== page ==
One of the biggest challenges is managing the logistics

The first three shipments were made at the end of May and the last shipment is due in late September. One of the biggest challenges of the project is managing the logistics, acknowledges Johann Hjalmars-son, CEO of Norwegian firm Abico.

“The transport distances are unusually long. We’ve done many wood projects, but never this far north. The distance from Setra’s factory is about 1,600 kilometres and our office in Oslo is 1,950 kilometres away. It’s not like you just swing home and pick up something you forgot,” says Johann.

Abico Massivtre is responsible for the design, supply and installation of the glulam and mass timber for the school in Båtsfjord. CLT from Setra is transported by truck, with between 35 and 40 cubic metres of wood in each load. Finding a really good logistics solution has been essential for the project.

“We carefully evaluate different delivery solutions in all our projects. Road transport makes most sense for Båtsfjord. We use a local carrier who delivers fish and other goods to Sweden and then has spare capacity on the way back. The wooden elements from Setra fill up what might otherwise have been an empty truck,” explains Johann.

"We’ve done many wood projects, but never this far north."

Johann Hjalmarsson, CEO of Norwegian firm Abico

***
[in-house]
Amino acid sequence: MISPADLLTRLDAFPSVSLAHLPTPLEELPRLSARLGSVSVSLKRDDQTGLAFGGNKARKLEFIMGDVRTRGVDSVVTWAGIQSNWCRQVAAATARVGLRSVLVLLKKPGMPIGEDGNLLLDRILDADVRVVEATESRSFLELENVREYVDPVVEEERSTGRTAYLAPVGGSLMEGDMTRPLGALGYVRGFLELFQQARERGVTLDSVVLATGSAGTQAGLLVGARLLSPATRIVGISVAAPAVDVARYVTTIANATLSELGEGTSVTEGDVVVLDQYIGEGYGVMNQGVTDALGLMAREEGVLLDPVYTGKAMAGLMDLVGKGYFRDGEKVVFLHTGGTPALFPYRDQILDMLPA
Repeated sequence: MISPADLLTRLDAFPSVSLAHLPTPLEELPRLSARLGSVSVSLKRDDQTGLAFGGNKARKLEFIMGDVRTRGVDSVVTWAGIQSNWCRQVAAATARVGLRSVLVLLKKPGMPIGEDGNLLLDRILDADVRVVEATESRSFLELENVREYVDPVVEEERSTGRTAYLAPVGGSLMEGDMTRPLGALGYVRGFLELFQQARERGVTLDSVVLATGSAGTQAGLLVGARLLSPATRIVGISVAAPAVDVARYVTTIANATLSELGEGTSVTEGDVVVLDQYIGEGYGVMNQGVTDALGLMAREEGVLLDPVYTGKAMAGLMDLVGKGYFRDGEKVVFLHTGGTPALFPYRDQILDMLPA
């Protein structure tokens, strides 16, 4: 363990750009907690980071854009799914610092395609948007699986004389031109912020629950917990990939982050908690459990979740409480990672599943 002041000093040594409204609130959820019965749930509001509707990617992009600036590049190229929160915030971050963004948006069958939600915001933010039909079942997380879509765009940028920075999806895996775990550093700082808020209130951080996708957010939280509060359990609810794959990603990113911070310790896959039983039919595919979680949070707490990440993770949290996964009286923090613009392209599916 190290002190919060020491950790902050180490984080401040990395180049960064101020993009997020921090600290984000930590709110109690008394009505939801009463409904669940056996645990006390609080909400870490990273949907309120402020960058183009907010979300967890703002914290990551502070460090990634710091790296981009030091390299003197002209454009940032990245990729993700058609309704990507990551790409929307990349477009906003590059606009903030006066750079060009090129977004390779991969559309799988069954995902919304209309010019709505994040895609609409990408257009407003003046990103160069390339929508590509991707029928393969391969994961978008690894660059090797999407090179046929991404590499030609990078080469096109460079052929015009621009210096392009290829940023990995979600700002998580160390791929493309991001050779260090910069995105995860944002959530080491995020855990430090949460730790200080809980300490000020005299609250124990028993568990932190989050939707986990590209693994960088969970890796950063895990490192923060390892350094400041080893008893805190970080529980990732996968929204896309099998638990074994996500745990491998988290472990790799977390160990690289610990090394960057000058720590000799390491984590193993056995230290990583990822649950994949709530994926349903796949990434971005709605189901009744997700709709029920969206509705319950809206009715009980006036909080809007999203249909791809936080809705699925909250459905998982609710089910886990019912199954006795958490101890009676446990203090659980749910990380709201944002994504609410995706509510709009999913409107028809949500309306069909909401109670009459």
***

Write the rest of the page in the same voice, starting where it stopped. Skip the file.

The school is being built in a unique location with very particular conditions, and the building itself will be just as special, with rounded shapes, a boat-like appearance and lots of exposed wood in all interiors. Another challenge for the project is the weather, since Båtsfjord is exposed to strong winds and has many months of snow. The form of the school plays on the name of the town (Boat-fjord), but it is also designed to suit the conditions of the harsh landscape, explains Mikkel Stagis.

“Using geometric calculations of wind and snowfall, we arrived at a triangular shape with soft, rounded corners where snow can circulate freely around the building instead of forming heavy drifts. As there are long periods of darkness, we also focused on natural light conditions. The building needs to make use of all the available daylight,” says Mikkel.

Christoffer Lind is proud of Setra’s involvement in the construction of Båtsfjord’s school.

“This is an unusual and very cool project to be part of. What could be better suited to a fjord landscape than a real wooden ship,” Christoffer adds with a smile.

Text: Marie Karlsson
Image: Klas Sjöberg

Published: 2023-01-16



Project: New school building
Comprises: One building, three floors with spaces for teaching, sports and culture.
Location: Båtsfjord, Norway
Built in: 2022–2023
Gross Area: 8,450 m2
Developer: Båtsfjord Municipality
Architect: Ola Roald AS
Structural engineer: Rambøll AS
Frame: CLT and glulam
Building Contractor: Harald Nilsen AS
Building Materials: CLT, glulam, concrete and steel

Building Materials

Frame including roof primarily in mass timber, as are interior walls. The theatre, music areas, basement and swimming pool employ concrete. Posts and beams are mainly glulam. Steel use is limited for environ-mental reasons, and the building is mostly a pure wooden structure.

Quantity of Wood:
Approx. 1,500 m3 CLT and 240 m3 glulam.